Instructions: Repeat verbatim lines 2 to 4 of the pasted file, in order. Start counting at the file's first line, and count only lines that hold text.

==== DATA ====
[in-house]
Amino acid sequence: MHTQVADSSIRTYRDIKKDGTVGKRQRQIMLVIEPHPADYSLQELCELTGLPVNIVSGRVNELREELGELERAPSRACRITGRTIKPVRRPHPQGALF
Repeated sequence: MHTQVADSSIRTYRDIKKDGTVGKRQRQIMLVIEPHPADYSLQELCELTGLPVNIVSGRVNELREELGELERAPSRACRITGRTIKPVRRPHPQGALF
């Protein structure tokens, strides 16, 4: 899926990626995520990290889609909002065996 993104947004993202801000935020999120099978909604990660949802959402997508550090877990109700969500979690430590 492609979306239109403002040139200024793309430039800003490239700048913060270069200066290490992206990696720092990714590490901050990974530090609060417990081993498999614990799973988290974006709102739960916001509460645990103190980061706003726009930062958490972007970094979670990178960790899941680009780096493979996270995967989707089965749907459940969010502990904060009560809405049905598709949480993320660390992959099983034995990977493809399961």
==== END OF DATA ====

Amino acid sequence: MHTQVADSSIRTYRDIKKDGTVGKRQRQIMLVIEPHPADYSLQELCELTGLPVNIVSGRVNELREELGELERAPSRACRITGRTIKPVRRPHPQGALF
Repeated sequence: MHTQVADSSIRTYRDIKKDGTVGKRQRQIMLVIEPHPADYSLQELCELTGLPVNIVSGRVNELREELGELERAPSRACRITGRTIKPVRRPHPQGALF
């Protein structure tokens, strides 16, 4: 899926990626995520990290889609909002065996 993104947004993202801000935020999120099978909604990660949802959402997508550090877990109700969500979690430590 492609979306239109403002040139200024793309430039800003490239700048913060270069200066290490992206990696720092990714590490901050990974530090609060417990081993498999614990799973988290974006709102739960916001509460645990103190980061706003726009930062958490972007970094979670990178960790899941680009780096493979996270995967989707089965749907459940969010502990904060009560809405049905598709949480993320660390992959099983034995990977493809399961």